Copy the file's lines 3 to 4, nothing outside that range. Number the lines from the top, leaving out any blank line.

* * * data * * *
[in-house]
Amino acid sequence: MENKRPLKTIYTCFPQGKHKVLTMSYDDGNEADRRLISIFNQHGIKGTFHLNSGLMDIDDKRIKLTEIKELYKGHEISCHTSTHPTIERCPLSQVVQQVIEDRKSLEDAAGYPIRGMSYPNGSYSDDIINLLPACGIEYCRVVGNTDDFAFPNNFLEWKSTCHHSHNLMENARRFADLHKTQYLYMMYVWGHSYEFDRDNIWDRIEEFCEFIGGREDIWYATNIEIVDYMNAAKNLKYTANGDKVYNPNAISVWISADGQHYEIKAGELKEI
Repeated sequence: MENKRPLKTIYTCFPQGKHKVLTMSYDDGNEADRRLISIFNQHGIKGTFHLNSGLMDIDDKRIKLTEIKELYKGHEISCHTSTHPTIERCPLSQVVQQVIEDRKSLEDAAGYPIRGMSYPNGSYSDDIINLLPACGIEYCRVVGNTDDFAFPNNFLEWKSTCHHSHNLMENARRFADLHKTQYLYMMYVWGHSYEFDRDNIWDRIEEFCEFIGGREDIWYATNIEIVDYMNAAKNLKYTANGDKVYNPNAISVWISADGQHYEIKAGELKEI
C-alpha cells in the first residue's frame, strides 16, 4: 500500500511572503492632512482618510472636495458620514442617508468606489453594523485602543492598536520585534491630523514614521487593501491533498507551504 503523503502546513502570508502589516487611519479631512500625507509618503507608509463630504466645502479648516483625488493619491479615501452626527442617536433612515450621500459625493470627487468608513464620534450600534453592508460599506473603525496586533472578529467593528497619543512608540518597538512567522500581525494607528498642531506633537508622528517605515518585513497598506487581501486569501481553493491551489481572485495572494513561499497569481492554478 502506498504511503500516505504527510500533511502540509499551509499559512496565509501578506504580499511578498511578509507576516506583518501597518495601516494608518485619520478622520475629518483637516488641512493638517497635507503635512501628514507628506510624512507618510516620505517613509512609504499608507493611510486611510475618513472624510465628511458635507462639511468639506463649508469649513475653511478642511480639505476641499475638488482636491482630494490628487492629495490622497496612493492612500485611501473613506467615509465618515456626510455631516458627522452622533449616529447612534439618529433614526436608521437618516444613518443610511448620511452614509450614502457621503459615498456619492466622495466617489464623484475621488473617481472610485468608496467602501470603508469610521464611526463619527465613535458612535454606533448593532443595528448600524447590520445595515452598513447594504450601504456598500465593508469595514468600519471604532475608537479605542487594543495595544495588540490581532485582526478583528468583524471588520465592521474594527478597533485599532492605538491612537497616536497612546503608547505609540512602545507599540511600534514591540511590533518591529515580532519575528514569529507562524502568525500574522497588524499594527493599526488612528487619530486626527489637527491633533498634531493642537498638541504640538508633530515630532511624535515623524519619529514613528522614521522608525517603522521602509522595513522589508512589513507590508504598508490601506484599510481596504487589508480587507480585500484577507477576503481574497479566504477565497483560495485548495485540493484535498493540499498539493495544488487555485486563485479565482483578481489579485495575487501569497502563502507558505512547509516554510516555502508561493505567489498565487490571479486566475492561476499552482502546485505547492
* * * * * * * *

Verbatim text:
Repeated sequence: MENKRPLKTIYTCFPQGKHKVLTMSYDDGNEADRRLISIFNQHGIKGTFHLNSGLMDIDDKRIKLTEIKELYKGHEISCHTSTHPTIERCPLSQVVQQVIEDRKSLEDAAGYPIRGMSYPNGSYSDDIINLLPACGIEYCRVVGNTDDFAFPNNFLEWKSTCHHSHNLMENARRFADLHKTQYLYMMYVWGHSYEFDRDNIWDRIEEFCEFIGGREDIWYATNIEIVDYMNAAKNLKYTANGDKVYNPNAISVWISADGQHYEIKAGELKEI
C-alpha cells in the first residue's frame, strides 16, 4: 500500500511572503492632512482618510472636495458620514442617508468606489453594523485602543492598536520585534491630523514614521487593501491533498507551504 503523503502546513502570508502589516487611519479631512500625507509618503507608509463630504466645502479648516483625488493619491479615501452626527442617536433612515450621500459625493470627487468608513464620534450600534453592508460599506473603525496586533472578529467593528497619543512608540518597538512567522500581525494607528498642531506633537508622528517605515518585513497598506487581501486569501481553493491551489481572485495572494513561499497569481492554478 502506498504511503500516505504527510500533511502540509499551509499559512496565509501578506504580499511578498511578509507576516506583518501597518495601516494608518485619520478622520475629518483637516488641512493638517497635507503635512501628514507628506510624512507618510516620505517613509512609504499608507493611510486611510475618513472624510465628511458635507462639511468639506463649508469649513475653511478642511480639505476641499475638488482636491482630494490628487492629495490622497496612493492612500485611501473613506467615509465618515456626510455631516458627522452622533449616529447612534439618529433614526436608521437618516444613518443610511448620511452614509450614502457621503459615498456619492466622495466617489464623484475621488473617481472610485468608496467602501470603508469610521464611526463619527465613535458612535454606533448593532443595528448600524447590520445595515452598513447594504450601504456598500465593508469595514468600519471604532475608537479605542487594543495595544495588540490581532485582526478583528468583524471588520465592521474594527478597533485599532492605538491612537497616536497612546503608547505609540512602545507599540511600534514591540511590533518591529515580532519575528514569529507562524502568525500574522497588524499594527493599526488612528487619530486626527489637527491633533498634531493642537498638541504640538508633530515630532511624535515623524519619529514613528522614521522608525517603522521602509522595513522589508512589513507590508504598508490601506484599510481596504487589508480587507480585500484577507477576503481574497479566504477565497483560495485548495485540493484535498493540499498539493495544488487555485486563485479565482483578481489579485495575487501569497502563502507558505512547509516554510516555502508561493505567489498565487490571479486566475492561476499552482502546485505547492